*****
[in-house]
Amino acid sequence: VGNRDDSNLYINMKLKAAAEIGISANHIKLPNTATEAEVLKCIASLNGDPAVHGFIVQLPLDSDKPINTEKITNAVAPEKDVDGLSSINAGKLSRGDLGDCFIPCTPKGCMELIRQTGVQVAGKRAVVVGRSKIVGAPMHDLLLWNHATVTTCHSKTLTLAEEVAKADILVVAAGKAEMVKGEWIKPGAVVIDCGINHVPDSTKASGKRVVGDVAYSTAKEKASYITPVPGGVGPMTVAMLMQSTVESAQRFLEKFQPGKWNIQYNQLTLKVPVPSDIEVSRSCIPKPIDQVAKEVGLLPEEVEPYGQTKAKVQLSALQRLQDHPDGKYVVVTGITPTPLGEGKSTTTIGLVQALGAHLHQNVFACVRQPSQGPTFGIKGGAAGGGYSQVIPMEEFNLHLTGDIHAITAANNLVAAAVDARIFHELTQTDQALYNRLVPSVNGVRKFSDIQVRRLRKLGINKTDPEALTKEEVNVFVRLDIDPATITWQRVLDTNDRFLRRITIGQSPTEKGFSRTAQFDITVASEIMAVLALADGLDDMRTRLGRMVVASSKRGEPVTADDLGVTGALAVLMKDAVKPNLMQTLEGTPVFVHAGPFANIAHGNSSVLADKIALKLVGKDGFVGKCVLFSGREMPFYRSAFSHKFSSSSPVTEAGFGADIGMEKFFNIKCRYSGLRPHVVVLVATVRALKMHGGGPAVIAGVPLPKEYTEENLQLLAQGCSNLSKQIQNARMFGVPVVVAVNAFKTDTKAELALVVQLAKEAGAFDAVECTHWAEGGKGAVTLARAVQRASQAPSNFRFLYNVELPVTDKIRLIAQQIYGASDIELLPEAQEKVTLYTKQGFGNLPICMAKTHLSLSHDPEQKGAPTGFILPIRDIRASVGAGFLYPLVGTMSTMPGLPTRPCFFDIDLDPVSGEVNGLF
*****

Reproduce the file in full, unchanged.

[in-house]
Amino acid sequence: VGNRDDSNLYINMKLKAAAEIGISANHIKLPNTATEAEVLKCIASLNGDPAVHGFIVQLPLDSDKPINTEKITNAVAPEKDVDGLSSINAGKLSRGDLGDCFIPCTPKGCMELIRQTGVQVAGKRAVVVGRSKIVGAPMHDLLLWNHATVTTCHSKTLTLAEEVAKADILVVAAGKAEMVKGEWIKPGAVVIDCGINHVPDSTKASGKRVVGDVAYSTAKEKASYITPVPGGVGPMTVAMLMQSTVESAQRFLEKFQPGKWNIQYNQLTLKVPVPSDIEVSRSCIPKPIDQVAKEVGLLPEEVEPYGQTKAKVQLSALQRLQDHPDGKYVVVTGITPTPLGEGKSTTTIGLVQALGAHLHQNVFACVRQPSQGPTFGIKGGAAGGGYSQVIPMEEFNLHLTGDIHAITAANNLVAAAVDARIFHELTQTDQALYNRLVPSVNGVRKFSDIQVRRLRKLGINKTDPEALTKEEVNVFVRLDIDPATITWQRVLDTNDRFLRRITIGQSPTEKGFSRTAQFDITVASEIMAVLALADGLDDMRTRLGRMVVASSKRGEPVTADDLGVTGALAVLMKDAVKPNLMQTLEGTPVFVHAGPFANIAHGNSSVLADKIALKLVGKDGFVGKCVLFSGREMPFYRSAFSHKFSSSSPVTEAGFGADIGMEKFFNIKCRYSGLRPHVVVLVATVRALKMHGGGPAVIAGVPLPKEYTEENLQLLAQGCSNLSKQIQNARMFGVPVVVAVNAFKTDTKAELALVVQLAKEAGAFDAVECTHWAEGGKGAVTLARAVQRASQAPSNFRFLYNVELPVTDKIRLIAQQIYGASDIELLPEAQEKVTLYTKQGFGNLPICMAKTHLSLSHDPEQKGAPTGFILPIRDIRASVGAGFLYPLVGTMSTMPGLPTRPCFFDIDLDPVSGEVNGLF